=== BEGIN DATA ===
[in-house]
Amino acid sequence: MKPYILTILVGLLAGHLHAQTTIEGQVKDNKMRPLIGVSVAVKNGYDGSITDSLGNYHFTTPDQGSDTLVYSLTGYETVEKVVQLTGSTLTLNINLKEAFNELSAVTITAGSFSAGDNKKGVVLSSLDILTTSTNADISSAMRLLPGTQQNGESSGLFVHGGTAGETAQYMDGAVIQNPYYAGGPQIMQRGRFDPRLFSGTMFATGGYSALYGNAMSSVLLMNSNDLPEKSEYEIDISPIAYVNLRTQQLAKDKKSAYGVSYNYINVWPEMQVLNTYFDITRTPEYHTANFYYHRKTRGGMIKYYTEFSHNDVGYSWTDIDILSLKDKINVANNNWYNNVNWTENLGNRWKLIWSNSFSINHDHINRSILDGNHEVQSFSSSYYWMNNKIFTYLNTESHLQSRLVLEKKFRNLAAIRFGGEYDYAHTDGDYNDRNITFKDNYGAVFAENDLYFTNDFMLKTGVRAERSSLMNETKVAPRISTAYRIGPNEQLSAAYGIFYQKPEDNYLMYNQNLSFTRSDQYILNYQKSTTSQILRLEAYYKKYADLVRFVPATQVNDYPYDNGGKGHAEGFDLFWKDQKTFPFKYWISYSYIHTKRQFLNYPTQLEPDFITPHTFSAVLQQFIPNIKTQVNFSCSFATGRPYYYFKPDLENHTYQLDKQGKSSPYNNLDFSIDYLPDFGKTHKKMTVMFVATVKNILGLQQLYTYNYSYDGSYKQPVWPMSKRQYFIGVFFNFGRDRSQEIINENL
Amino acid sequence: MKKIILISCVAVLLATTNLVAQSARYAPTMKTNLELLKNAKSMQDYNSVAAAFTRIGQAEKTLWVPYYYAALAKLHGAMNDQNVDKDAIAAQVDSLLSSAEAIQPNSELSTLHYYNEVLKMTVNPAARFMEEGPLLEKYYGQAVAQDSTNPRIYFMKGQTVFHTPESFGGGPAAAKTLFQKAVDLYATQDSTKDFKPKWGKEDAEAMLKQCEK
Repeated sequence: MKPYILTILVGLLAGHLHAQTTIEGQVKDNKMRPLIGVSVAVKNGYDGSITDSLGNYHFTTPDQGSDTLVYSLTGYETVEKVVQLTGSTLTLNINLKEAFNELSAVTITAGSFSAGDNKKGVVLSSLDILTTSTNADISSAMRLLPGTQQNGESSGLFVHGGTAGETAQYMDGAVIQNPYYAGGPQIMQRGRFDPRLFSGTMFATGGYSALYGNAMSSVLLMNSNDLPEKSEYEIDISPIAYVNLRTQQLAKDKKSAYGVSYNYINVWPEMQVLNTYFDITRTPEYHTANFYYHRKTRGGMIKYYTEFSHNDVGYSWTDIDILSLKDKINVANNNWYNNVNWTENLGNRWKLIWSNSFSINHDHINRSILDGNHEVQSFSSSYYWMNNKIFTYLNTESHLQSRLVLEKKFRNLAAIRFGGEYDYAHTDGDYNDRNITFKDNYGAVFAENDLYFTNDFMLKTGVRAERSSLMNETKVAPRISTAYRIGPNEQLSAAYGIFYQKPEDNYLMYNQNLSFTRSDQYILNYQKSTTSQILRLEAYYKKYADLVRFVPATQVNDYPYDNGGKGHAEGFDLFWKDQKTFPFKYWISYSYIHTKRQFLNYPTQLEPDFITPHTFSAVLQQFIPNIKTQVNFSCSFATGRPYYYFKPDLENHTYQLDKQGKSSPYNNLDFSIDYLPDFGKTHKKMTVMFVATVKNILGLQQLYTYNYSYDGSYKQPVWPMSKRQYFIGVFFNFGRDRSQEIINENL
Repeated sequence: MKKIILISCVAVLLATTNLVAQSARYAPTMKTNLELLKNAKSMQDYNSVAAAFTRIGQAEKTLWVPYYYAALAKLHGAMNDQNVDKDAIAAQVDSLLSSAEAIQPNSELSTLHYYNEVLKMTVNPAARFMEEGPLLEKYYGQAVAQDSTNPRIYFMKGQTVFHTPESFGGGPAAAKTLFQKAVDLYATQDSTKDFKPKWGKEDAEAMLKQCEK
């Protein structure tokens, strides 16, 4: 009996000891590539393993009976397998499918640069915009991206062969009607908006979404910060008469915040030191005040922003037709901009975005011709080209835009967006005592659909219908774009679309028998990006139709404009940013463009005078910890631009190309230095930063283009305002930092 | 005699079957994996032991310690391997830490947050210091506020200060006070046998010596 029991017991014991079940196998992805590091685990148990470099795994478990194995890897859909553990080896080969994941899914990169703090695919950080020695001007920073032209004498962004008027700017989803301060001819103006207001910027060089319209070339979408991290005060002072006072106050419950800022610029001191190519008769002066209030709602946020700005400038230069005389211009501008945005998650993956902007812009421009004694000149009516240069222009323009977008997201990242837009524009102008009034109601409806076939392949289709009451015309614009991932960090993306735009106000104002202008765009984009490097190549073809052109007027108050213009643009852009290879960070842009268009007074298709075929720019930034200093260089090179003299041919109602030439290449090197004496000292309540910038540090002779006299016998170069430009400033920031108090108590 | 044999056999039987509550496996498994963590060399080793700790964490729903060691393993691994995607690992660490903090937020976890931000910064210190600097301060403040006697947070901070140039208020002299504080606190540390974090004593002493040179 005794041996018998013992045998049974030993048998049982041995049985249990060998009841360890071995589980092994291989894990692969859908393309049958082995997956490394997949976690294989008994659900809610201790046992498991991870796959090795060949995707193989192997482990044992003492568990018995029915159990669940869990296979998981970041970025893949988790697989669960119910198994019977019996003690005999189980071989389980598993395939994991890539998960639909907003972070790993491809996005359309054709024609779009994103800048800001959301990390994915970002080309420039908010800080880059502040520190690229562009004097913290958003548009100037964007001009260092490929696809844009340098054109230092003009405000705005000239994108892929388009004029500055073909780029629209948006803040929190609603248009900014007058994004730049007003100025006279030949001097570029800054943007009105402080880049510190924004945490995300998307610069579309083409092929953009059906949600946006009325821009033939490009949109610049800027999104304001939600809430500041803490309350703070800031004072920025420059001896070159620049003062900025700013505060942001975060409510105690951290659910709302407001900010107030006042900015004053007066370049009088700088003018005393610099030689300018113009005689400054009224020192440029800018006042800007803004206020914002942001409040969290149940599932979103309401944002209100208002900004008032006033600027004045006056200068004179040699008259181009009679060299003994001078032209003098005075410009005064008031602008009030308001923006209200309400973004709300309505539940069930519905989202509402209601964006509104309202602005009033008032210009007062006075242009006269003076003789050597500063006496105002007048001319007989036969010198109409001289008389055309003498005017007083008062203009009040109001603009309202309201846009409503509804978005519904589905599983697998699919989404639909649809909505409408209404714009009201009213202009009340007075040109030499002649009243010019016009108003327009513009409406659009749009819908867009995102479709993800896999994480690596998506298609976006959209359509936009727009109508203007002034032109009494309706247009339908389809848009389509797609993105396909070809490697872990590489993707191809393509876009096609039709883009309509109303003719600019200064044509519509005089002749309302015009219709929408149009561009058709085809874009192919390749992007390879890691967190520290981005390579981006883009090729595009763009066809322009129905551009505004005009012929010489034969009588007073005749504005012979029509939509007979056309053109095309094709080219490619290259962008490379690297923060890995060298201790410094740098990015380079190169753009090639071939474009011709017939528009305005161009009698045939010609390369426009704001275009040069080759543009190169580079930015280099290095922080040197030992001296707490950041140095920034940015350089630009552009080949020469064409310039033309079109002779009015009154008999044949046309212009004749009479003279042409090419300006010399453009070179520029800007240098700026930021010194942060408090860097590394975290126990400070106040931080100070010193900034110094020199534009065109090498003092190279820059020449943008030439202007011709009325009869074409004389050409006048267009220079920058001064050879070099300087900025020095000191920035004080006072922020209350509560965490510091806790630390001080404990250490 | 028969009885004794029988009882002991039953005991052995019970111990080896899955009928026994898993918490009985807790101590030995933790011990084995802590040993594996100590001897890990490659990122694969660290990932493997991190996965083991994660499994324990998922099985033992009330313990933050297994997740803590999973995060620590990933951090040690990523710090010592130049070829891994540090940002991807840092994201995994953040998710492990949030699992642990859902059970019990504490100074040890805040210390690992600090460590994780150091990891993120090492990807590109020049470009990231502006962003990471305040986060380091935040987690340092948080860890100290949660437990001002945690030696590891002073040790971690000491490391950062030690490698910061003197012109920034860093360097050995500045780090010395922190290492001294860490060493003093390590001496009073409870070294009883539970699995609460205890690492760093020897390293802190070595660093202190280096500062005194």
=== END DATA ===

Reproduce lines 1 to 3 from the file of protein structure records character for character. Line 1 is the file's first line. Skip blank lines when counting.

[in-house]
Amino acid sequence: MKPYILTILVGLLAGHLHAQTTIEGQVKDNKMRPLIGVSVAVKNGYDGSITDSLGNYHFTTPDQGSDTLVYSLTGYETVEKVVQLTGSTLTLNINLKEAFNELSAVTITAGSFSAGDNKKGVVLSSLDILTTSTNADISSAMRLLPGTQQNGESSGLFVHGGTAGETAQYMDGAVIQNPYYAGGPQIMQRGRFDPRLFSGTMFATGGYSALYGNAMSSVLLMNSNDLPEKSEYEIDISPIAYVNLRTQQLAKDKKSAYGVSYNYINVWPEMQVLNTYFDITRTPEYHTANFYYHRKTRGGMIKYYTEFSHNDVGYSWTDIDILSLKDKINVANNNWYNNVNWTENLGNRWKLIWSNSFSINHDHINRSILDGNHEVQSFSSSYYWMNNKIFTYLNTESHLQSRLVLEKKFRNLAAIRFGGEYDYAHTDGDYNDRNITFKDNYGAVFAENDLYFTNDFMLKTGVRAERSSLMNETKVAPRISTAYRIGPNEQLSAAYGIFYQKPEDNYLMYNQNLSFTRSDQYILNYQKSTTSQILRLEAYYKKYADLVRFVPATQVNDYPYDNGGKGHAEGFDLFWKDQKTFPFKYWISYSYIHTKRQFLNYPTQLEPDFITPHTFSAVLQQFIPNIKTQVNFSCSFATGRPYYYFKPDLENHTYQLDKQGKSSPYNNLDFSIDYLPDFGKTHKKMTVMFVATVKNILGLQQLYTYNYSYDGSYKQPVWPMSKRQYFIGVFFNFGRDRSQEIINENL
Amino acid sequence: MKKIILISCVAVLLATTNLVAQSARYAPTMKTNLELLKNAKSMQDYNSVAAAFTRIGQAEKTLWVPYYYAALAKLHGAMNDQNVDKDAIAAQVDSLLSSAEAIQPNSELSTLHYYNEVLKMTVNPAARFMEEGPLLEKYYGQAVAQDSTNPRIYFMKGQTVFHTPESFGGGPAAAKTLFQKAVDLYATQDSTKDFKPKWGKEDAEAMLKQCEK